Thursday, May 25, 2017

The Man I Was Meant To Be

I've been mulling the metaphor of teachers being rocks in a river. If you stay in one place a long time, the river passes around you and as it does you shape the river, but over time the river, in turn, shapes you.

After this week, our final week of the school year, there are many incredible people who are leaving my life forever: I'm talking about both children and adults. We intend to stay in touch, we might try a few times, and it will be fun to accidentally bump into them three years hence, but the end of our time of shaping one another is impending.

When last I wrote on this topic, I said that as a young man I thought I needed go out there into the world if I was going to have a positive impact, but I've come to appreciate life as a rock in a river, shaping and being shaped by families who come together, in goodwill, to make a cool place for their kids to play. I'm proud to have found myself at the center of a purposeful community like this, people raising their kids, face-to-face with other families of goodwill, year-after-year, the river flowing through my life. Some of these families are with me for a decade or more, but it's in the nature of a river to inevitably move on.

So, there is always an undercurrent of melancholy, which is mitigated by the celebratory nature of having completed a school year together. We've done it! We've had fun! I love my job, but there is nothing like the feeling of the last week of school, you've done your best and now school's out for summer! It's a joyful countdown, one I don't necessarily want to rush through, but one that nonetheless makes me smile when I remember it.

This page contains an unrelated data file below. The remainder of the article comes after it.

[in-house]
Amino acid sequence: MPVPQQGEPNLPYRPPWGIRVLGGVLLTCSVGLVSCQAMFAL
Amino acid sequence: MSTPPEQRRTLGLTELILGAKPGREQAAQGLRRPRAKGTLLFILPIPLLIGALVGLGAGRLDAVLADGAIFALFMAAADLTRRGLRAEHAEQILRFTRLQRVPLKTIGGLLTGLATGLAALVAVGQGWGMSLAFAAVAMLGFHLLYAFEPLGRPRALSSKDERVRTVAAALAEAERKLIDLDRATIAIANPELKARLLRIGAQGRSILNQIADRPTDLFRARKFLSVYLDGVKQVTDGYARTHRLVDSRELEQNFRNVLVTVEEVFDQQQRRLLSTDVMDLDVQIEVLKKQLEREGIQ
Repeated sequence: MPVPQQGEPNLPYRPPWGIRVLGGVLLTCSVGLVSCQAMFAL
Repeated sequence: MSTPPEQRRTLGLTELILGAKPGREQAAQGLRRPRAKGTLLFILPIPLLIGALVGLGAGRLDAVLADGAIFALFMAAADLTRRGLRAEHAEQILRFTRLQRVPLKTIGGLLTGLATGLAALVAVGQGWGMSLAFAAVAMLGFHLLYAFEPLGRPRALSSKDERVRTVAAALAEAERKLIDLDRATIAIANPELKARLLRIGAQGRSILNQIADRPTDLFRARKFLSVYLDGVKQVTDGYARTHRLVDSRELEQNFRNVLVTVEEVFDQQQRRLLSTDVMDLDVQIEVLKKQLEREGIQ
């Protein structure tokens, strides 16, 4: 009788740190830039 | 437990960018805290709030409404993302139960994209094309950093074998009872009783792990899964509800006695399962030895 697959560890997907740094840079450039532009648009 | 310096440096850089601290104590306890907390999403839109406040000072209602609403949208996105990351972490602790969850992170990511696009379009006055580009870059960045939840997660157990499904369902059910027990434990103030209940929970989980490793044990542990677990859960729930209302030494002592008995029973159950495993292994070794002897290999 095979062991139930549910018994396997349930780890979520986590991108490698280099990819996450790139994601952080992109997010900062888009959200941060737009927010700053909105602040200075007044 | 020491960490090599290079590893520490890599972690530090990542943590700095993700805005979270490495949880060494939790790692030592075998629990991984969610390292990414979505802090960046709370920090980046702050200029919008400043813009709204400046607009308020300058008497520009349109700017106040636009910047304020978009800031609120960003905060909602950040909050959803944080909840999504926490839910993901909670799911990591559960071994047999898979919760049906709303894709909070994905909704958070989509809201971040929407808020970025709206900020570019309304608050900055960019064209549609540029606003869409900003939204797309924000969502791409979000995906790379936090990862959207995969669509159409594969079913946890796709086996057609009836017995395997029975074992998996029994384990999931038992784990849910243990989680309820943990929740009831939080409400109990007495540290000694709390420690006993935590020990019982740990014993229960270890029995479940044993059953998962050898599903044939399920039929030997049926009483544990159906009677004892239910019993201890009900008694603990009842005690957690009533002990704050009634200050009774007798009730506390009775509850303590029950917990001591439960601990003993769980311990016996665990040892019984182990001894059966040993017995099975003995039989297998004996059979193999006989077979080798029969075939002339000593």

Rivers rise and fall with rain and the melting of snow pack. Sometimes the rock might even be fully submerged as the river rushes over it and other times it might stand dry for months on end. To all things, not just the ebb and flow of daylight, there are seasons and seasons come in cycles. This is part of how the river shapes us: each time through the cycle we gain wisdom about ourselves and the universe. And that shapes us.

We are shaped by the children who teach us the lessons that only children teach and the parents who share their knowledge and abilities, collaborating to make our school something better than it was when they arrived.

Yesterday, our 4-5's class presented the play they have been working on since January. Traditionally, this marks the end of the school year, complete with a pizza party, even as we will come together one more time today. Nearly the entire parent community turned out for the show, including grandparents, aunts and uncles, special friends, and alumni. I said a lot of goodbyes, always with the stipulation that we would stay if touch. Many of the families will return for a session of our Summer Program. For those folks, I saved my goodbyes, putting them off until they're inevitable.

Most of the kids won't remember me as they grow older, at least not with their conscious minds. Sure, they'll have pictures around and their parents will tell stories of their time in preschool, but humans don't typically retain concrete, sequential memories from before they were five. Someone asked me yesterday if that was a strange thought for me. It is, but I'll have to be satisfied with the knowledge that I have, in my small way, shaped them nevertheless, just as they've shaped me.

It is a river's destiny to flow onward. It is a rock's destiny to stay in one place. Summer is a time of ebb, when the waters flow more languidly, without the rush and crush of the regular school year, but come fall the flow resumes, filling the riverbed to the top. For the rest of this week, I'll let myself feel the bitter-sweetness over things that have passed, but there will be no time for regrets because the river, as they tend to do, is still flowing, shaping and being shaped, always making me into the man I was meant to be.

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1 comment:

Debbie said...

Well said! Thanks! I'm approaching my last year before retirement and many friends are retiring now. This beautifully sums those feelings up too. I won't be doing my same job just moving to a different place in the river.

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